Dr. Patrick E. Crawford
Leadership and Innovation
Leadership Thoughts | Issue #77
I recently had the opportunity to spend three days with seventeen doctoral students from Saint Francis University. They were attending the first residency as they started their dissertation journey leading to a D.Ed. in Leadership and Innovation. The cohort is comprised of successful leaders from diverse careers. They enter the program for various reasons, but they all demonstrate a desire to fulfill their leadership roles by serving others for the greater good.
I am this cohort's facilitator for Introduction to Leadership and Innovation, and I asked the students two questions: What do you believe about leadership, and what do you believe about innovation?
As I read the responses to the questions, I discovered several common themes about leadership and innovation.
Successful leadership occurs when aligned with core values and humility. Innovation is not the next most excellent widget, but a series of incremental trials and failures.
I think we can define leadership and innovation. The question that remains unasked is... What is an innovative leader?
Innovative Leader vs. Innovative Leadership
To ponder the question, what is an innovative leader, I turned to my best research partner – I googled it! My discovery leads me to the conclusion that there is a difference between an innovative leader and innovative leadership. Innovators create new products and practices, while leaders create a culture of innovation. It is possible and desirable to be both an innovator and practice innovative leadership. Developing and sustaining a culture of innovation and creativity is the responsibility of the leadership. Without key leaders’ commitment, innovation is unlikely to become anything more than just another good idea.
The following is the definition as supplied by one of Google’s 796,000,000 results.
Innovative leadership is a style of leadership that involves applying innovation and creativity to managing people and projects. Innovative leaders inspire productivity in new ways and through different approaches that have typically been used and taken.
What Makes Leadership Innovative?
According to Hal Gregersen, a senior lecturer at MIT Sloan School of Management, four things differentiate innovation leadership.
They ask lots of questions to challenge the status quo.
They observe the world like an anthropologist.
They talk with people who have different perspectives and values than they do.
They are willing to try anything, even if it means taking risks or making mistakes.
Gregersen’s research dispels the image of an innovator sitting in their office cranking out new designs, processes, and breakthroughs. Following are interesting findings from the research.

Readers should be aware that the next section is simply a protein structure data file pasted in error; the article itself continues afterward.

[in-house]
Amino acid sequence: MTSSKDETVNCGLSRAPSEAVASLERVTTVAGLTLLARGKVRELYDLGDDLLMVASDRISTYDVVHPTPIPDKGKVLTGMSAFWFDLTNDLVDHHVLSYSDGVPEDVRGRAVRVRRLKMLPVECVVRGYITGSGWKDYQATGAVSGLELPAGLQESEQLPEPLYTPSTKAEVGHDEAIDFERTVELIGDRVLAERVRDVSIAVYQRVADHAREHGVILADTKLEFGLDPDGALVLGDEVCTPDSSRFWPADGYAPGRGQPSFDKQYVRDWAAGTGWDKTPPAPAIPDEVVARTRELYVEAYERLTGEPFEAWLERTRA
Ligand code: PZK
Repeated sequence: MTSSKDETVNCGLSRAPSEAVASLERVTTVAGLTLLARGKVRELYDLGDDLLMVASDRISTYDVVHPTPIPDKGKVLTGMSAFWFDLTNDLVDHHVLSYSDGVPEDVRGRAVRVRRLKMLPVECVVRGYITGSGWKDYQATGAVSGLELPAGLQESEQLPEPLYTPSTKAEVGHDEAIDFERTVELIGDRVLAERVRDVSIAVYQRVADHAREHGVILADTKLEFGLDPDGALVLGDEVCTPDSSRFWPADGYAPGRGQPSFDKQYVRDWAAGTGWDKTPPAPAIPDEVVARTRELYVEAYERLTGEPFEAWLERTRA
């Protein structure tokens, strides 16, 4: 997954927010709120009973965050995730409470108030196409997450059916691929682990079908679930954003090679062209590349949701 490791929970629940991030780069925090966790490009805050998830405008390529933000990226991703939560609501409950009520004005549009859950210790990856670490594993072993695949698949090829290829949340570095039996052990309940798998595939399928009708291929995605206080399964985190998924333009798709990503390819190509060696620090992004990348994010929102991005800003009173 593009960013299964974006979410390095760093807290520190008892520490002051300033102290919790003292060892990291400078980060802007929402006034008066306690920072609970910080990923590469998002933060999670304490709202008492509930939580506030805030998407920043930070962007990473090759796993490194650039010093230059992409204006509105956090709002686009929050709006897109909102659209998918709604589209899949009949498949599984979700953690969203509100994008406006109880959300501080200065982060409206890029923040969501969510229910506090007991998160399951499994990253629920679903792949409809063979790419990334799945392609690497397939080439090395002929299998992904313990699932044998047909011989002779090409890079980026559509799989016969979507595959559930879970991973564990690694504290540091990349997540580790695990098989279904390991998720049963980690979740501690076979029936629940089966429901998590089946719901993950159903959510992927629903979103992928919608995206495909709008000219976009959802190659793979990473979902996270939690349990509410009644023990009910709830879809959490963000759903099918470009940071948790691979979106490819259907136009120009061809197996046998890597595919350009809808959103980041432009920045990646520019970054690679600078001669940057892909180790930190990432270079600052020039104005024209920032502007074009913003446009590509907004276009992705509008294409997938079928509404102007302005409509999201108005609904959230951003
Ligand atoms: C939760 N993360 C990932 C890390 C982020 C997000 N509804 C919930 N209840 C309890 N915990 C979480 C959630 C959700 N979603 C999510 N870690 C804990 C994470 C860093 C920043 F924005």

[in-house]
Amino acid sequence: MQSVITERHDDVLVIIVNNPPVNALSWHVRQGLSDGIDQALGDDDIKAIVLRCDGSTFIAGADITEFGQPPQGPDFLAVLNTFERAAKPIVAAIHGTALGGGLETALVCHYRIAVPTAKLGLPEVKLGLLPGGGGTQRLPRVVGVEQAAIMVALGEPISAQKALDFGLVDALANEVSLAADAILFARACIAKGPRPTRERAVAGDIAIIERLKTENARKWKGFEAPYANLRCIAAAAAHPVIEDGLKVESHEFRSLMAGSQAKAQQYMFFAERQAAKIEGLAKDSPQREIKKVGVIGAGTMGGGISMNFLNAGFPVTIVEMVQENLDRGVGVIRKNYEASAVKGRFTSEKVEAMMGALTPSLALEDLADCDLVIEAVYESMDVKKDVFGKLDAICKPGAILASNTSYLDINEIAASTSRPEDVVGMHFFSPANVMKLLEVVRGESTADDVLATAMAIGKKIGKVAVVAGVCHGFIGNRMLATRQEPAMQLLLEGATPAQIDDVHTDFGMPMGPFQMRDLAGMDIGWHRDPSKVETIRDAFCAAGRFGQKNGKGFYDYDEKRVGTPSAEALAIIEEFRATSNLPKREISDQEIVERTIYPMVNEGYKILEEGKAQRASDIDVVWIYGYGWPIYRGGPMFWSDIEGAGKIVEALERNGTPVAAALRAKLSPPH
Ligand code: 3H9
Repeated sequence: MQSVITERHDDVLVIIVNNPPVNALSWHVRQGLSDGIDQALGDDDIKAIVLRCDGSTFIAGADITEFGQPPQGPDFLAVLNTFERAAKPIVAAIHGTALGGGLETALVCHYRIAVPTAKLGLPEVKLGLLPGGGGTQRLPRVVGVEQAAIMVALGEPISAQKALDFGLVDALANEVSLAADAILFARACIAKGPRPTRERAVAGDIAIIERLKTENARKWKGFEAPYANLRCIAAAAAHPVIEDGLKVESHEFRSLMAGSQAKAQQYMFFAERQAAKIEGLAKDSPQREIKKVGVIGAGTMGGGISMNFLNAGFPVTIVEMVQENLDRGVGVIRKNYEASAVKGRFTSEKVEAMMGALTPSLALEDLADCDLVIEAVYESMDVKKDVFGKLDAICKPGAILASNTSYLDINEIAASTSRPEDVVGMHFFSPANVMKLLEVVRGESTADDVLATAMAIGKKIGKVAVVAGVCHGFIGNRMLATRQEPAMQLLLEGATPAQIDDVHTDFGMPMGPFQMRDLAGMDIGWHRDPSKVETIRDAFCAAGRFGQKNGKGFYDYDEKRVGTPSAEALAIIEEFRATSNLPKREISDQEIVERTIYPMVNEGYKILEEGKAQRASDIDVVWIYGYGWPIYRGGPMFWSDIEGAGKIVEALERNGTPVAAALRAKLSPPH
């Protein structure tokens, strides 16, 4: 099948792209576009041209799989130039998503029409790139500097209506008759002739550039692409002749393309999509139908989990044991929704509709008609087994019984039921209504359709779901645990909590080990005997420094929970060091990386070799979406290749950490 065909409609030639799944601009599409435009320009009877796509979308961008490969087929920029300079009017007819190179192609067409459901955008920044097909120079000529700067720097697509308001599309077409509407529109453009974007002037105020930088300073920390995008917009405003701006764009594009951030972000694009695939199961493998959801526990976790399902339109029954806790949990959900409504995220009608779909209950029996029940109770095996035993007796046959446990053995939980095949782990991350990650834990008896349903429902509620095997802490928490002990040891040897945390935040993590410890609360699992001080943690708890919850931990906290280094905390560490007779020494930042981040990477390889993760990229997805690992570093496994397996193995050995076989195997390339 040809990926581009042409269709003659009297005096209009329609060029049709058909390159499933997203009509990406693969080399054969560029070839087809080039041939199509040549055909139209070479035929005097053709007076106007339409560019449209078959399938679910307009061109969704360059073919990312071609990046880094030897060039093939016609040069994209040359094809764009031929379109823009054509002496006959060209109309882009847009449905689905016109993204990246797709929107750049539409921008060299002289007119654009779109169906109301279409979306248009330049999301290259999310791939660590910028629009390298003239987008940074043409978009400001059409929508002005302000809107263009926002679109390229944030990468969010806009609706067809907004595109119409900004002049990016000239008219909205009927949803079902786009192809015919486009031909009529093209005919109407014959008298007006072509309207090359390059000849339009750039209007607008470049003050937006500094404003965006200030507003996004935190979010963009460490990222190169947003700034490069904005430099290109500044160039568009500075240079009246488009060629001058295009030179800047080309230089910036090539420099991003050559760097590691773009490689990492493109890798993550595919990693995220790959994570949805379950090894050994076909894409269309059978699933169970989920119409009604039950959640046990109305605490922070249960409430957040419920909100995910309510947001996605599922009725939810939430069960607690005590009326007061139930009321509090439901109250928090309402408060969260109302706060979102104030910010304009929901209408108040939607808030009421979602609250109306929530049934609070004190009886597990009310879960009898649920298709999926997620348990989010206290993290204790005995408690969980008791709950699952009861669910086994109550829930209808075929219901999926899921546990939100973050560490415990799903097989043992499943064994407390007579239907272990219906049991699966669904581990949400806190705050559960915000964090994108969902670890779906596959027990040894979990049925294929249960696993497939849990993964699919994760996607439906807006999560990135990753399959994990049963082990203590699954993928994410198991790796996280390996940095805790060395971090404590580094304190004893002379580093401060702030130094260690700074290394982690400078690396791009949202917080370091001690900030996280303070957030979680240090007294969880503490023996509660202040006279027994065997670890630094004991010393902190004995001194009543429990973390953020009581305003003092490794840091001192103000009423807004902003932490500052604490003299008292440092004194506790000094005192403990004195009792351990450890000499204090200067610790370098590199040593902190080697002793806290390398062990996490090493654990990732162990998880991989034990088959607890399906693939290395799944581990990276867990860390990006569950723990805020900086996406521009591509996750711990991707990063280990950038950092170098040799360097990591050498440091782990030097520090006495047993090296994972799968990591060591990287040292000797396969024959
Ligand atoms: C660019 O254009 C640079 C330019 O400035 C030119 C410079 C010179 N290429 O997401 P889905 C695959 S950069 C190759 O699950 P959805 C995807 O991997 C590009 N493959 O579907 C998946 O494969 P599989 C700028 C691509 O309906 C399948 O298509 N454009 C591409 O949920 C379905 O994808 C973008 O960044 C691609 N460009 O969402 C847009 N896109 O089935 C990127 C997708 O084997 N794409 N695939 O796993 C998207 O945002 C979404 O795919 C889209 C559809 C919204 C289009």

Most innovative ideas occur through active discovery by implementing Gregersen's four strategies. Most disruptive innovators are not good at executing the innovation. Generally, it takes a team with individuals with different skill sets if the innovation is to materialize.
Breakthroughs and Managing Innovation
Most organizations that embark on an innovation campaign are out to find breakthroughs or “disruptive” innovations that represent a new way of doing things. Rarely do these innovations emerge. And if they do emerge, they rarely make it to the marketplace. That’s because the organization inevitably chokes on the radical nature of the offering, which doesn’t fit into its current reality. (Palus and Horth, 2002).
Simply stated, innovation occurs when doing something new or different adds value. Leaders cannot manage an organization to become creative and innovative. Innovative leadership requires creating a culture where creativity is promoted and rewarded. Innovative leadership calls for the ability to negotiate the tension between the new and ‘the way we have always done it.’
The following is a chart modified from a white paper written by David Horth and Jonathan Vehar, Becoming a Leader Who Fosters Innovation. Ask yourself which of the following items aligns with my leadership.
Leadership isn’t about giving orders and telling other people what to do; it’s about being the best you can be. Authors Jim Kouzes and Barry Posner write that leaders are responsible for creating productive change in their organizations. They don't just manage it—they lead! If they aren’t creating productive change, they aren’t leading. They may be managing the organization, but they aren’t creating a direction, alignment, and commitment to adding value.
Innovative leadership isn’t about having all the answers; it’s about creating a culture where everyone seeks a better way of doing things.
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